Ensemble Methodology

Towards an Interculturally-Oriented Klezmer Ensemble Methodology

(Richard Fay, August 2015)


The development with Ros Hawley of the Michael Kahan Kapelye klezmer ensemble at the University of Manchester has also, by necessity, required us to develop of a methodology for teaching klezmer which not only responds to the needs of our students, but which also recognises and builds upon our complementary areas of expertise and non-Jewish identities. Such a methodology needed to be appropriate for:

  1. our UK-based (rather than, for example, US-based), conservatoire-type (rather than more popular music-oriented) context;
  2. this juncture (rather than the 1980s klezmer revival era for example); and
  3. for a city such as Manchester (with its large Jewish population but relative distance from the cultural politics of klezmer revivals elsewhere.

It made sense to me to bring to this task my experience as an intercultural educator. As I now reflect upon what has emerged over the last five years, I find Huib Schippers’ seven-element articulation (2005) – as opposed to his later 12-element version (2010) – of his Continuum Transmission Framework (CTF) helps me to articulate key features of the underlying methodological rationale I think we have developed for our ensemble teaching, thereby enabling comparisons with the similarly mapped pedagogy of other world music ensembles.

The CTF framework consists of a set of continua subdivided into three sets relating to Issues of Context, Modes of Transmission, and Approach to Cultural Diversity. For example, Schippers has three continua regarding transmission, namely: atomistic/analytical <–> holistic (e.g. use of didactic pieces such as graded exercises versus the use of ‘real’ repertoire for actual transmission); notation-based <–> aural /oral ; and tangible <–> intangible (e.g. emphasis on technique more than emphasis on expression). I have reworked his CTF as a nine-element Methodological Framework in order to better accommodate my intercultural education perspectives. Before presenting this framework, it may be useful to present the objectives for our klezmer teaching.


The Objectives of the Ensemble

At its simplest, the ensemble forms one option with an Ensemble Performance module with the participating students being assessed primarily on their ensemble performance competence (awareness, skills, etc). The assessment focuses on their contributions to the collective performance of the ensemble in a lunch-time klezmer concert each spring-time.

However, through this encounter with a largely unfamiliar musical idiom and related contexts (of performance), we hope that the ensemblists expand their intercultural musical awareness and, in consequence, expand also their sense of themselves as musicians and the ways in which their future studies and working lives might embrace musical and musician possibilities beyond the obvious.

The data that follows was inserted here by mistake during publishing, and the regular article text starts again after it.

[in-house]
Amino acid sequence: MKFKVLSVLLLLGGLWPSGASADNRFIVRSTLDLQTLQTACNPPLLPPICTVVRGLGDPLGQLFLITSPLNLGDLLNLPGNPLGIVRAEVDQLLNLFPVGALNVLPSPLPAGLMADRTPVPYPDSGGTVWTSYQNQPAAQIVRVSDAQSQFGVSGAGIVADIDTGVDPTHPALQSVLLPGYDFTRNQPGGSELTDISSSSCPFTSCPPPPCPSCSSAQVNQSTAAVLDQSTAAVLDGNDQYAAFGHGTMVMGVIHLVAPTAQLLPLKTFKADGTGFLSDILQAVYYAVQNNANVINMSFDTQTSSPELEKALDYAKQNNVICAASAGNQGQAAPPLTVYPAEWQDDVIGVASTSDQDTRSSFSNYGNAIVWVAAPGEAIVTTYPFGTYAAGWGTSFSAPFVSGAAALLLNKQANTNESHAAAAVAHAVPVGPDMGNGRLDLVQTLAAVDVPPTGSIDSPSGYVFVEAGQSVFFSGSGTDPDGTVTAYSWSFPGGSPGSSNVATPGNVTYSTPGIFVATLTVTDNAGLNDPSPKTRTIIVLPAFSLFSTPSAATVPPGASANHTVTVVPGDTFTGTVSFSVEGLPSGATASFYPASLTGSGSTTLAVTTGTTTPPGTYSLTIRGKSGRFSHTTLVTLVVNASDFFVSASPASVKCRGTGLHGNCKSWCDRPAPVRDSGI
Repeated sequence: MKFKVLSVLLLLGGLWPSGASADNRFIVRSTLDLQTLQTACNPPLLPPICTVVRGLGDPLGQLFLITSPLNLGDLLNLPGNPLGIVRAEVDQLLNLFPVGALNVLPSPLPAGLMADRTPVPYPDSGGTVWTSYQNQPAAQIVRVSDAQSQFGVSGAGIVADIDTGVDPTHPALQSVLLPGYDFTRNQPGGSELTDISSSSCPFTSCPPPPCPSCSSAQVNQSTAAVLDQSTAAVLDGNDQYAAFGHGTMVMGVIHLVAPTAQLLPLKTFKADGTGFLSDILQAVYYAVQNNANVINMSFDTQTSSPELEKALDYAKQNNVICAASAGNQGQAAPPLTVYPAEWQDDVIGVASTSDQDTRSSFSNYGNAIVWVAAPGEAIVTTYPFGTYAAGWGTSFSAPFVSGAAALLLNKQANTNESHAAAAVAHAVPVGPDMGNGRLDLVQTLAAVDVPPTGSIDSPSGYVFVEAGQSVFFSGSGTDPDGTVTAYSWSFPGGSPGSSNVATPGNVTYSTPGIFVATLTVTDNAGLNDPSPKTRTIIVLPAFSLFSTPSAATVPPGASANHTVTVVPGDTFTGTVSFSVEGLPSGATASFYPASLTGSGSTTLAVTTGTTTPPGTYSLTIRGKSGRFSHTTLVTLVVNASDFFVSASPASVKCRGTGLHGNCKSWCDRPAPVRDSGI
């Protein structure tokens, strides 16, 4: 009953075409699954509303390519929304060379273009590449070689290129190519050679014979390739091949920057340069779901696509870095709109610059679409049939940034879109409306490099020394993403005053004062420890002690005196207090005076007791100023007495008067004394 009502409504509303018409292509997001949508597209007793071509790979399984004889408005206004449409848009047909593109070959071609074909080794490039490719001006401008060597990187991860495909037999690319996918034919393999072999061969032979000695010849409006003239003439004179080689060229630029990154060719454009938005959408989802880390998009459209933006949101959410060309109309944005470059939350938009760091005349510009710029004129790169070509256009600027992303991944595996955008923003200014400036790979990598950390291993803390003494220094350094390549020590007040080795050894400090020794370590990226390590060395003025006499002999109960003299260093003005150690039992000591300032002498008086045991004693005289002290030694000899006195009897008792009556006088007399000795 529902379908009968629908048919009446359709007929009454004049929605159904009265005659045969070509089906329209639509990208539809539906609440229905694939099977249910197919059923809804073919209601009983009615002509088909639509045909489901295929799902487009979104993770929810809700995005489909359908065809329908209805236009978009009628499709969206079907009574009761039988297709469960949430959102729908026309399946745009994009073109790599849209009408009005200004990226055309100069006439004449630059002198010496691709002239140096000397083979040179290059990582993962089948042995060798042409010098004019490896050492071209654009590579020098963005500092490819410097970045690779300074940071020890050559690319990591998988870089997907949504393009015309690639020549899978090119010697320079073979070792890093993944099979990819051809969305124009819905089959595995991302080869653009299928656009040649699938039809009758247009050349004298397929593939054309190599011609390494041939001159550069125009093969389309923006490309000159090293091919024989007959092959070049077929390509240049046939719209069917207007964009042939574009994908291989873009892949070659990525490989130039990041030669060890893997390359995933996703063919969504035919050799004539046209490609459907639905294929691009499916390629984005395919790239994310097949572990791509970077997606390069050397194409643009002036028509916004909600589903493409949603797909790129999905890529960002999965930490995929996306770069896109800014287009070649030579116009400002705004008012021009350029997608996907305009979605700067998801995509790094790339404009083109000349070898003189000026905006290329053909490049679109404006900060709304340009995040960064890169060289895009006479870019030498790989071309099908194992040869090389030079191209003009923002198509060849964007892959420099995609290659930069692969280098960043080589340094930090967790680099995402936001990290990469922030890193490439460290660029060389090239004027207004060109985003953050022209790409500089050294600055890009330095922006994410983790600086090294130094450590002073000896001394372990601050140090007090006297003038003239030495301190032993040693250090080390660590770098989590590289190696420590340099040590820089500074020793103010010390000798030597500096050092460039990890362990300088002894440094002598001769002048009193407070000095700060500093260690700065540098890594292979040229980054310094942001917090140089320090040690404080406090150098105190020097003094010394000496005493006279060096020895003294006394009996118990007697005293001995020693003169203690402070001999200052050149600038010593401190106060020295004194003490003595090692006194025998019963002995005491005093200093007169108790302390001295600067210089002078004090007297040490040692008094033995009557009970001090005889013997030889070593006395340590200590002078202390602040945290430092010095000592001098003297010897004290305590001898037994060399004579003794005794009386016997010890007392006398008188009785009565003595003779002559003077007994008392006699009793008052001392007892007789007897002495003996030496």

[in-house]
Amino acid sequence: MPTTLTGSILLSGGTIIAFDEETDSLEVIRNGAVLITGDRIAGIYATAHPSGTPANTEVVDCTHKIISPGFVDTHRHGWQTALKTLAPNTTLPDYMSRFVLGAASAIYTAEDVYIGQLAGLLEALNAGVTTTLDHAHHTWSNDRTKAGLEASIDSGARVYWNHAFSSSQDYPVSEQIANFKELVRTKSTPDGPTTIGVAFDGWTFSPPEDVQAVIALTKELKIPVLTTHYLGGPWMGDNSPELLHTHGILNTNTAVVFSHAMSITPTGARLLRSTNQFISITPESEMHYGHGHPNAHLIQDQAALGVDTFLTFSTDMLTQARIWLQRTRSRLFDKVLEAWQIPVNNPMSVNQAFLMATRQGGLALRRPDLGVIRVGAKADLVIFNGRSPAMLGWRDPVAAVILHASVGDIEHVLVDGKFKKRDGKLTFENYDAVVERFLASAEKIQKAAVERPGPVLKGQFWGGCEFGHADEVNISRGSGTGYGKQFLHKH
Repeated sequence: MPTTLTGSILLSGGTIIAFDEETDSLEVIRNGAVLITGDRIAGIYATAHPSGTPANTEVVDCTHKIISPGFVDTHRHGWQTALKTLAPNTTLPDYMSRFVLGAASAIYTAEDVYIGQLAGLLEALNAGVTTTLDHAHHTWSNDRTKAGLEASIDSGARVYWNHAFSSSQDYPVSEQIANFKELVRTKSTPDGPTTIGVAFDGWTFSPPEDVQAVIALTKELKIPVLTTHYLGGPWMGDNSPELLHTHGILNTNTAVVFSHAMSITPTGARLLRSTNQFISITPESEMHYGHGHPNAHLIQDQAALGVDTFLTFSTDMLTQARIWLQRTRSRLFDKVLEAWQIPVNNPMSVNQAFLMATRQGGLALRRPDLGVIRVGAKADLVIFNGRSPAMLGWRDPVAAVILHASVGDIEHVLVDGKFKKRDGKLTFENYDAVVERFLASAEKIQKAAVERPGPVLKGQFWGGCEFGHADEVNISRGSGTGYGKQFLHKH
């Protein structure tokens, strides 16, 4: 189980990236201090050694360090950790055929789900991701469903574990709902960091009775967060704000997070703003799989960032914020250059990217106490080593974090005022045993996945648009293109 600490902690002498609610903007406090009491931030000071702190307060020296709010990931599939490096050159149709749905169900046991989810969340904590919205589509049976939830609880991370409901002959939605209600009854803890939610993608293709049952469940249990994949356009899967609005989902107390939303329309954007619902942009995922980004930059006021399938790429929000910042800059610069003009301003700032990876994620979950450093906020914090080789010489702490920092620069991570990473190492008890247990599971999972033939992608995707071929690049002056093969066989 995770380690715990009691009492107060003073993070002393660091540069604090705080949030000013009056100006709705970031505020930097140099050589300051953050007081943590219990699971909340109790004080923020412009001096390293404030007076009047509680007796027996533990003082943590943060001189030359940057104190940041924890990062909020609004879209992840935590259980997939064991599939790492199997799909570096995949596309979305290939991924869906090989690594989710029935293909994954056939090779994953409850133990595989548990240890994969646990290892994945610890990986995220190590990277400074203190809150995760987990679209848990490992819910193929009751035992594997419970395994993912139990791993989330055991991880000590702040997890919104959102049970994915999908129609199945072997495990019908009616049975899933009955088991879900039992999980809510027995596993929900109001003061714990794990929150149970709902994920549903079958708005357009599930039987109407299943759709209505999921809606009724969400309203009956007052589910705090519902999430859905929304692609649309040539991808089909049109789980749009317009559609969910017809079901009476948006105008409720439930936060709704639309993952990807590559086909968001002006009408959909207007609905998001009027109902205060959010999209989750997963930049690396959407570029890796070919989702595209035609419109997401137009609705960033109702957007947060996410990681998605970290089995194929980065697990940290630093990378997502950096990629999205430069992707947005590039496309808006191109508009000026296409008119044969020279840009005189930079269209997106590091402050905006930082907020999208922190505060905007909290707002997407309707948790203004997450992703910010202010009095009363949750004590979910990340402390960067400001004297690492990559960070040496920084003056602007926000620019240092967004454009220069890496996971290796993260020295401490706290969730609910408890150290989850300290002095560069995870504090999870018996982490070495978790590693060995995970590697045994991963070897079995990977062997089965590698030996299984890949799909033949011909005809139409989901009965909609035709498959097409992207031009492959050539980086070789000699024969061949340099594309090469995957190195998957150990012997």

More specifically, through the ensemble experience, we hope that the students to develop a good ethnomusicological awareness of this musical idiom, i.e. develop their klezmer understanding. Integral to this, is the experience of the contexts in which klezmer might be performed in the local Jewish communities and beyond, i.e. (Jewish) cultural awareness.

Finally, as the ensemble experience itself draws to a close and many of the musicians continue playing together, we have noted their desire to ‘give something back’ and, for example, contribute to musically-enriched reminiscence sessions in nearby Jewish residential homes. Here, and through musical contributions to the inter-faith meetings of the Muslim-Jewish Forum, we see the ensemblists contributing to the university’s and the city’s social engagement strategies.


A (nine-element) Methodological Framework for Teaching Klezmer (in a Music Department in the UK)

i) Intercultural awareness – global musical awareness?

The first element addresses the balance between intercultural education and music education. It invites us to consider whether our teaching intended to primarily to develop students’:

  • intercultural awareness through encounters with ‘otherness’ through music? …. or/and ….
  • global musical awareness through encounters with the musical other?

In the case of our ensemble, the centre of pedagogic gravity lies more with the latter (with the former as a beneficial side-effect perhaps).

ii) Experiential learning dimensions